Clarence Williams (8 October 1898, Plaquemine Delta, La. – 6 November 1965, New York, N.Y.) was an American composer, publisher and pianist.
Williams grew up in New Orleans. At the age of 12, he left home to sing with a minstrel show. He later played piano with several small New Orleans bands. He also toured the vaudeville circuit as a singer-dancer-pianist. He owned a Chicago music store for a time, and in the early 1920s formed a music publishing company in New York City.
From 1923-1928, Williams was musical director for Okeh race records. He and his bands made a large number of records, and he also worked as a pianist for blues singers. Beginning in the late 1930s, Williams devoted his activities to composing and publishing music.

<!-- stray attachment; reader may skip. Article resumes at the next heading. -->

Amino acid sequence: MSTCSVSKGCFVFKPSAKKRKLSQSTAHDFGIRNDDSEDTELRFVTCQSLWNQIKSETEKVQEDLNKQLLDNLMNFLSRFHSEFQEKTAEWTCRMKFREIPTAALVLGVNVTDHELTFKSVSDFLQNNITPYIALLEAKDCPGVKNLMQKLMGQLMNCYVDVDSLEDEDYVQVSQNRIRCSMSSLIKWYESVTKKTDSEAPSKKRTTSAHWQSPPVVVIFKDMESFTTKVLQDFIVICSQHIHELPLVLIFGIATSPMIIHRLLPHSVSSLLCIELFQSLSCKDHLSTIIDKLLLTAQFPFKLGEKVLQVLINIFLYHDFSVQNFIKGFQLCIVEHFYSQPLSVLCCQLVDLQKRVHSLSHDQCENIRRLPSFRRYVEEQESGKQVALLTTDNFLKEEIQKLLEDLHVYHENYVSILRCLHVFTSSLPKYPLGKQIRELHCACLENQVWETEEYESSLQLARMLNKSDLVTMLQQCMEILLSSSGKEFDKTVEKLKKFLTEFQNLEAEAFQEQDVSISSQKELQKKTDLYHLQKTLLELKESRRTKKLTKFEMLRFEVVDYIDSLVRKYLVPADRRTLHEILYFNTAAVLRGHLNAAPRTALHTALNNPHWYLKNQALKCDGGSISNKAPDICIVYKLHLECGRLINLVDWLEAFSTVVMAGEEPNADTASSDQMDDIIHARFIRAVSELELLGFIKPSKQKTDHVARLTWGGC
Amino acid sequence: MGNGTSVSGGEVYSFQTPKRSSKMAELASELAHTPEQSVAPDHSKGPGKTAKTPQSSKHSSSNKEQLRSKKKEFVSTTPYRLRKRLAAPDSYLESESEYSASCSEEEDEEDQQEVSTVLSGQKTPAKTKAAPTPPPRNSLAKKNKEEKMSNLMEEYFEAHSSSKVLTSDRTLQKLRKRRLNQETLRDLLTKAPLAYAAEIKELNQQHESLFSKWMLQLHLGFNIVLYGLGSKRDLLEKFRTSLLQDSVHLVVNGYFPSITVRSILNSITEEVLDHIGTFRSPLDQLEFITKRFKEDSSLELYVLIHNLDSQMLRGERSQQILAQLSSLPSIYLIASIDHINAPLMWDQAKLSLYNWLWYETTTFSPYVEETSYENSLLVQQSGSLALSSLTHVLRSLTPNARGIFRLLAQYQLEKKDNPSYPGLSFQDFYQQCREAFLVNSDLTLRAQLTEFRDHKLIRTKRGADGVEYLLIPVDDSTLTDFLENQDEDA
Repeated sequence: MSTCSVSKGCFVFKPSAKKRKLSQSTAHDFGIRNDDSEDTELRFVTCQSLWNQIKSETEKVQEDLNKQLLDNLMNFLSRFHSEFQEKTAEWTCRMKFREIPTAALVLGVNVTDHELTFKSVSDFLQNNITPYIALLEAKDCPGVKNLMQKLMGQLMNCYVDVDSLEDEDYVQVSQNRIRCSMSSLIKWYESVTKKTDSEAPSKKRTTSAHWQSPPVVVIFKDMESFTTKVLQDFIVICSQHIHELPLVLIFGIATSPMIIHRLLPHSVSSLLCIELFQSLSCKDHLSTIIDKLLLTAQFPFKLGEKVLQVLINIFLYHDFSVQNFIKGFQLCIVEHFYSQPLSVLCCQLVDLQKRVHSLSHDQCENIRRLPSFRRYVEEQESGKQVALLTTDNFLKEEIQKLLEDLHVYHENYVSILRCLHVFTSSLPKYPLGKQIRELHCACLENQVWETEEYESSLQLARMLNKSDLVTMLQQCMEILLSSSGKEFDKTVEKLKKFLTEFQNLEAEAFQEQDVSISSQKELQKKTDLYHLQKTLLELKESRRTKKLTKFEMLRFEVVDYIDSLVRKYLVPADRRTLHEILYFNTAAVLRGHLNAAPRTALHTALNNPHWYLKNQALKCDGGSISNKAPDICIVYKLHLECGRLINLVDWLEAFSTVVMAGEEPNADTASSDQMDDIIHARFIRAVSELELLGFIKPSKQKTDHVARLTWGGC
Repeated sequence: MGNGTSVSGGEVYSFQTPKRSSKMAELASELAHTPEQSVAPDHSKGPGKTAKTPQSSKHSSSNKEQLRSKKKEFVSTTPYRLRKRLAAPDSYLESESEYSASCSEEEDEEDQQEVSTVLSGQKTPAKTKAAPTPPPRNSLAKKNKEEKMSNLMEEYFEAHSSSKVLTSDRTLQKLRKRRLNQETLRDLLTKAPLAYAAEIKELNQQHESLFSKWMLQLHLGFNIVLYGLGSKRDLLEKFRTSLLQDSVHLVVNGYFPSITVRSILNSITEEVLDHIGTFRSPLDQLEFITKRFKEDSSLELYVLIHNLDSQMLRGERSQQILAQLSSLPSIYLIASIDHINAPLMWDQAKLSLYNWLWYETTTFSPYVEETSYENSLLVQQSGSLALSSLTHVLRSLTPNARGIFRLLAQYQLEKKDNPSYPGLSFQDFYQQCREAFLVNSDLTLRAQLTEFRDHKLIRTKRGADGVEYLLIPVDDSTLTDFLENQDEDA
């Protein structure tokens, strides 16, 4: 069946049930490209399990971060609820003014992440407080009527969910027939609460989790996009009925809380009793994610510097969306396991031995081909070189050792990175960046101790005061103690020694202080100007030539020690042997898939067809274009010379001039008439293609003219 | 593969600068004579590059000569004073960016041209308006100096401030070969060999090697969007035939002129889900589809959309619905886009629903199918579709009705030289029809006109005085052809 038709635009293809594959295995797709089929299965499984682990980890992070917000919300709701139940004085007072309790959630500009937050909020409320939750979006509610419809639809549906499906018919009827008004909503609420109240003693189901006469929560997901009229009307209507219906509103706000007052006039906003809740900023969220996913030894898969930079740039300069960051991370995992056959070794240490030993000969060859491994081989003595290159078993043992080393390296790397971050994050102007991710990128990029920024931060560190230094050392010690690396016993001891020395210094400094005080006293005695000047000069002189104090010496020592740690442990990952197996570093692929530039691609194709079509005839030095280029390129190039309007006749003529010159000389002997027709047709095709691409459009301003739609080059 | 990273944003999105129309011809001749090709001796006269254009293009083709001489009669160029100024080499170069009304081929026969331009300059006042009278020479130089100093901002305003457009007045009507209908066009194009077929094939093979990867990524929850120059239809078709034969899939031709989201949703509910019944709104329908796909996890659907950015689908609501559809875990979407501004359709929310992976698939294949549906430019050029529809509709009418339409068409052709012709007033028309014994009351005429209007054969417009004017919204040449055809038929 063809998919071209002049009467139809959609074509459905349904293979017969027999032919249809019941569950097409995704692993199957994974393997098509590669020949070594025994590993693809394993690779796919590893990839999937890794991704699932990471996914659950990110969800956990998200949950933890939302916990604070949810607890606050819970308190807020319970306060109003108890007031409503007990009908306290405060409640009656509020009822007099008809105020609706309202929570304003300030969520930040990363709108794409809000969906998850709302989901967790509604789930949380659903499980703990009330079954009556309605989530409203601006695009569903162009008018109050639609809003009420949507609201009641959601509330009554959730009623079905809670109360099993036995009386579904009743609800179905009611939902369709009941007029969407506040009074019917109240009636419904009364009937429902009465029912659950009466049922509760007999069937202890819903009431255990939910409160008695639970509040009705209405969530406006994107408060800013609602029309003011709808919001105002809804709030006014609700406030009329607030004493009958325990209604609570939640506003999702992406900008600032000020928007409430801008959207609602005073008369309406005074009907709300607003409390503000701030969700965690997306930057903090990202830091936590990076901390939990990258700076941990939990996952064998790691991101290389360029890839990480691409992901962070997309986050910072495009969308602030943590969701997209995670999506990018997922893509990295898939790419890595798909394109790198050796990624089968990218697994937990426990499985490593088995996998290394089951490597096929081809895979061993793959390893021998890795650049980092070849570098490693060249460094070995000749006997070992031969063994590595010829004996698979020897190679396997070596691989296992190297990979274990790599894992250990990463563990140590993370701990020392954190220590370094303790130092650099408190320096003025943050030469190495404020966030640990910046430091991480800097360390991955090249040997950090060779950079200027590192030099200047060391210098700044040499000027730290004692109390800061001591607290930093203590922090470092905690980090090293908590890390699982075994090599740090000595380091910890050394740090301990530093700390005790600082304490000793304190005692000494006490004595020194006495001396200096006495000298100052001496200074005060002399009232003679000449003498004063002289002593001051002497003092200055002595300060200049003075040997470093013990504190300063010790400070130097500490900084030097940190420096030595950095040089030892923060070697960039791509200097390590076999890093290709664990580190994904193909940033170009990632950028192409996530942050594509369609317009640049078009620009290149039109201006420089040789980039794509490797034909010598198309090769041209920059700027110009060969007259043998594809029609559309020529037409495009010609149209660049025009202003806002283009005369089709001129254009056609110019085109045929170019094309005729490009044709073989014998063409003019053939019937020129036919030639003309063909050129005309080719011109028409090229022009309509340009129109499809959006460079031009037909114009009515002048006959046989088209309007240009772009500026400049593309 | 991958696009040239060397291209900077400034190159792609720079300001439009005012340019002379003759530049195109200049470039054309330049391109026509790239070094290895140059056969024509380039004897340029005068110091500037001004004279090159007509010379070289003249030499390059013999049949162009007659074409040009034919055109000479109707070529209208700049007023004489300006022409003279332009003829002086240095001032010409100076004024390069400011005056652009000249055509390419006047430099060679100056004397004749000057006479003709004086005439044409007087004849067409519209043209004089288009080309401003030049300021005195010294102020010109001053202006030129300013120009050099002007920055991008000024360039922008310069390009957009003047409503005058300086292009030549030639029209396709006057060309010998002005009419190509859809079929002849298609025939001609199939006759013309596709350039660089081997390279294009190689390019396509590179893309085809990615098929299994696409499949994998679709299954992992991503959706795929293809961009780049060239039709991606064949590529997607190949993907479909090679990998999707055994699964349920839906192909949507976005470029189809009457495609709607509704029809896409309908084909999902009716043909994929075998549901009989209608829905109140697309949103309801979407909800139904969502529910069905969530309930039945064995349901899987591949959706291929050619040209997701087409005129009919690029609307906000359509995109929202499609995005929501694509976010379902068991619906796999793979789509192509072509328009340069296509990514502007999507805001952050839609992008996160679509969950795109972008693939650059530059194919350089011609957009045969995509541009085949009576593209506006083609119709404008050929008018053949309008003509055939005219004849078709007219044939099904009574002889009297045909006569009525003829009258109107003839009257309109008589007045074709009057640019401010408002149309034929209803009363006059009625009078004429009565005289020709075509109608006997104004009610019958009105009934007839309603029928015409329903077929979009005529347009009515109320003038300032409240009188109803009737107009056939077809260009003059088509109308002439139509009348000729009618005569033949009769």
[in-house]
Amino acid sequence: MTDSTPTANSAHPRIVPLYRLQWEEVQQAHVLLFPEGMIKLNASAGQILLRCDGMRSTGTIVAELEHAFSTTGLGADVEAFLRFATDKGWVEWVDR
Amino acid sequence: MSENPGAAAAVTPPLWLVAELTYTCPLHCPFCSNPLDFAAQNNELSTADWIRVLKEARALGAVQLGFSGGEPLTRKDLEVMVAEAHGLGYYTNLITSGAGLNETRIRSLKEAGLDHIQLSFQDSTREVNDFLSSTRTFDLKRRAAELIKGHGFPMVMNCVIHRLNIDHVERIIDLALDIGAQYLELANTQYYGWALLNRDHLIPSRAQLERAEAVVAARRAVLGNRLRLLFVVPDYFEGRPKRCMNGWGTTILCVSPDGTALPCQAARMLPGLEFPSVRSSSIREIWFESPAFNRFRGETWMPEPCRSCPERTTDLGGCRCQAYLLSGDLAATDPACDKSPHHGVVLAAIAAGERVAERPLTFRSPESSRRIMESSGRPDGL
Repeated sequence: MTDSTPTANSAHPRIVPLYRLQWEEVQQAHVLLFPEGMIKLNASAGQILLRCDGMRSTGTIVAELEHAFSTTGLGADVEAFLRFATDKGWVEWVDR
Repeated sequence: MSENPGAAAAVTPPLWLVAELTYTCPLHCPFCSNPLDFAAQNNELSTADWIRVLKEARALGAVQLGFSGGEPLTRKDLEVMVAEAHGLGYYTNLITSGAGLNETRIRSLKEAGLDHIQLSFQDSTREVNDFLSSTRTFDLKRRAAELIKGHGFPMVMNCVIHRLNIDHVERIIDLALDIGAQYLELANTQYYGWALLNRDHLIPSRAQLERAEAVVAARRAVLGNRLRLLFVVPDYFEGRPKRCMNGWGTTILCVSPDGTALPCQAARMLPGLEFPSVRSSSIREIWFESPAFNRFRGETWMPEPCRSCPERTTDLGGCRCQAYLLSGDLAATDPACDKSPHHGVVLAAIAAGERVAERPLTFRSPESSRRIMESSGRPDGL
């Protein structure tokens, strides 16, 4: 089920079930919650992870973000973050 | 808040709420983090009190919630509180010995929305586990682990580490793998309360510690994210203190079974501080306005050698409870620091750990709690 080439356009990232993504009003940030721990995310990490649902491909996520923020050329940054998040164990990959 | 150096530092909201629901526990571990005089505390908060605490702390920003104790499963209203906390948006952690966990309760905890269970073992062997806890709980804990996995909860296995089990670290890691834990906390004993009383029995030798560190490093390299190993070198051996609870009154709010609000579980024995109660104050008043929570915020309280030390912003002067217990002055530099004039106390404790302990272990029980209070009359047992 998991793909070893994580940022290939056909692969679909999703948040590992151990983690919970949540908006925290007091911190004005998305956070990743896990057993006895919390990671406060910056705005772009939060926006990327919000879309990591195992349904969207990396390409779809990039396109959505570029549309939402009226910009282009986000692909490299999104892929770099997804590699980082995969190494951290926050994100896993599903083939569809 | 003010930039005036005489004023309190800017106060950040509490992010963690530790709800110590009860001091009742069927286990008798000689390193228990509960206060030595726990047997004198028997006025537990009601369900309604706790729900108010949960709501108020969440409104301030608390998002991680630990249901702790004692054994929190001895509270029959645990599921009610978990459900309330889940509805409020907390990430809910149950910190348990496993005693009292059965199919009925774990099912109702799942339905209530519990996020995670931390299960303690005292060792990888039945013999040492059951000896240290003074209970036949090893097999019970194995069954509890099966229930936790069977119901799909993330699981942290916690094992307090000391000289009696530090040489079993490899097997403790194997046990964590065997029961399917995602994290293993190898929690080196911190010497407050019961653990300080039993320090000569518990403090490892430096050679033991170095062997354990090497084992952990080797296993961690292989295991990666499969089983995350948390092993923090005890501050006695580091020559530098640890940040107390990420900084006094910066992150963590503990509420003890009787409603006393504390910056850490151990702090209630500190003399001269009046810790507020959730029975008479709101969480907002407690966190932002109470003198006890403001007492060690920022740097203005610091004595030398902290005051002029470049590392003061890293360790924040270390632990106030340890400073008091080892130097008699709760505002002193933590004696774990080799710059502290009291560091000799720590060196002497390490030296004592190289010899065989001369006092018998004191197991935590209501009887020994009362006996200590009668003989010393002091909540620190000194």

Clarence Williams' name appears as composer or co-composer on numerous tunes, including a number which by Williams' own admission were written by others but which Williams bought all rights to outright, as was a common practice in the music publishing business at the time. In 1970, Williams was posthumously inducted into the Songwriters Hall of Fame.
Works for Winds
- Clarence Williams, Wikipedia Accessed 2 June 2016
- Heritage Encyclopedia of Band Music. "Clarence Williams." Accessed 2 June 2016.